Common Objection to Tenant in Common Ownership
The most common objection investors have to Tenant in Common ownership is that they don't have 100% control of the property. Investorís do have a deeded fractional real estate ownership interest and a proportional vote on major issues.
Losses from Tenant in Common Investments
Recently two large Tenant in Common Sponsors encountered serious financial difficulties that have adversely impacted their investors. While many of these investors will eventually recover because their investment was in well performing real estate they are now burdened with potential cash flow interruptions and legal fees as they untangle their interest from those of the distressed sponsors.
The common characteristic of both of these Tenant in Common sponsors was that they offered their properties under a master lease program. The appeal of master lease Tenant in Common programs is that they promise the investor a consistent rate of return unrelated to the performance of the real estate they invested in. In theory the investors is protected from the highs and lows of the market. In the case of the two failed sponsors when the market declined they were unable to sustain their commitments to the investors.
The Tenant in Common investors had given up the upside of their investment in exchange for predictable income which turned out to illusionary. When the market declined beyond the sponsors ability or wiliness to make up the difference the investors cash flow were interrupted. Master lease programs while appealing ultimately can not be counted on to make up for the reality of the market or poorly performing real estate. Master lease programs vary widely and should be carefully examined for benefits and risk before investing.
With Tenant in Common master lease programs both the quality of the real estate being invested in needs to be carefully reviewed and the adequacy of reserves for all properties the party holding Tenant in Common master lease has. These reserves need to be in the form of provable cash deposits or irrevocable letters of credit that can not be diluted, In the case of the failed Tenant in Common master lease programs only some of the properties failed to perform causing a cash shortfall for all Tenant in Common owners in the failed sponsors master lease programs.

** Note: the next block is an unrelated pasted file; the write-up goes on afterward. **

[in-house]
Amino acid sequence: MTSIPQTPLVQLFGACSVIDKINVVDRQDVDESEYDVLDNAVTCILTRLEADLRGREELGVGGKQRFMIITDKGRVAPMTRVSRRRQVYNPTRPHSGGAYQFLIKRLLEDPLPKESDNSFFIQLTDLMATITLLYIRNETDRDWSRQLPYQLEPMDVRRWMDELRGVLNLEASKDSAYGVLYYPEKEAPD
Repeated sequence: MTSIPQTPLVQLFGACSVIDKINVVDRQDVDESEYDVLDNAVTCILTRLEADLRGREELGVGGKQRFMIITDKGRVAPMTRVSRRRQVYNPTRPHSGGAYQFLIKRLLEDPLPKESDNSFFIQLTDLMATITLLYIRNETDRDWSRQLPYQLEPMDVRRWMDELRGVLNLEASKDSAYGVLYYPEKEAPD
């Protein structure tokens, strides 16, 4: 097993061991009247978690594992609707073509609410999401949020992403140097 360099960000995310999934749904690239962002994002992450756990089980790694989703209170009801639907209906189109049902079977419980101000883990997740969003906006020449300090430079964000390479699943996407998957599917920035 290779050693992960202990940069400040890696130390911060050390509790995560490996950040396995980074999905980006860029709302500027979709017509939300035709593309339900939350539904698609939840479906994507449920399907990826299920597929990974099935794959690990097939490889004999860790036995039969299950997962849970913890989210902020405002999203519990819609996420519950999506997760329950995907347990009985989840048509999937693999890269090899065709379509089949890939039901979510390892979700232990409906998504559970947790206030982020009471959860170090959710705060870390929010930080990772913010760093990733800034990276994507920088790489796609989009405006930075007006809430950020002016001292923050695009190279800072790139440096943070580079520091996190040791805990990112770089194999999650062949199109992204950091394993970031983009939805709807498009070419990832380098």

It is important that investors understand that the safety of their Tenant in Common investment is ultimately a function of the quality of the real estate being invested in and not mistakenly rely solely on the sponsor or some other third partyís efforts on their behalf.
Fees charged by the sponsor and other third parties should be carefully looked at and compared to other offerings. The three areas to examine are the fees associated with the original offering, fees during the hold period, and any exit fees on sale.
A comparison of the total price paid for the Tenant in Common offering should be carefully compared to the price that would be paid if the investor were to purchase the entire property as non Tenant in Common investment. This comparison will give the investor a good sense of the cost of investing in this form of ownership, any added risk to their capital, and any degradation to the income stream from the property that could be caused by excessive fees.
The advantages of Tenant in Common ownership come at a price, the question being, is the price being paid worth the added benefits of this type of ownership. The fees should be reasonable for value and services delivered and compare favorably to other offerings and investment alternatives.
To avoid concentrating risk in one property or location investors should consider diversifying their risk by investing in different types of Tenant in Common properties (multi family, industrial, assisted living, office, retail, etc.) and geographic location. Further diversification of sources of cash flows can be achieved by investing in multi-tenant properties. While single sponsors may offer multiple Tenant in Common properties, investors would be wise to consider multiple sponsors to minimize the possibility of future sponsor performance issues.
Investors should carefully weigh the pluses and minuses of Tenant in Common ownership before investing.
In addition to understanding the real estate they are considering investor should carefully review the Tenant in Common ownership agreement and other related Tenant in Common documents with their legal and accounting professionals before making a final investment decision.
Tenant in Common Alternative
100% ownership of NNN Properties provides hands free income as Tenant in
Common properties while retaining 100% control of the property and
avoids the fees associated with Tenant in Common ownership. The major
advantage of investing in Tenant in Common properties is the ability to
diversify to reduce the risk associated with any one property.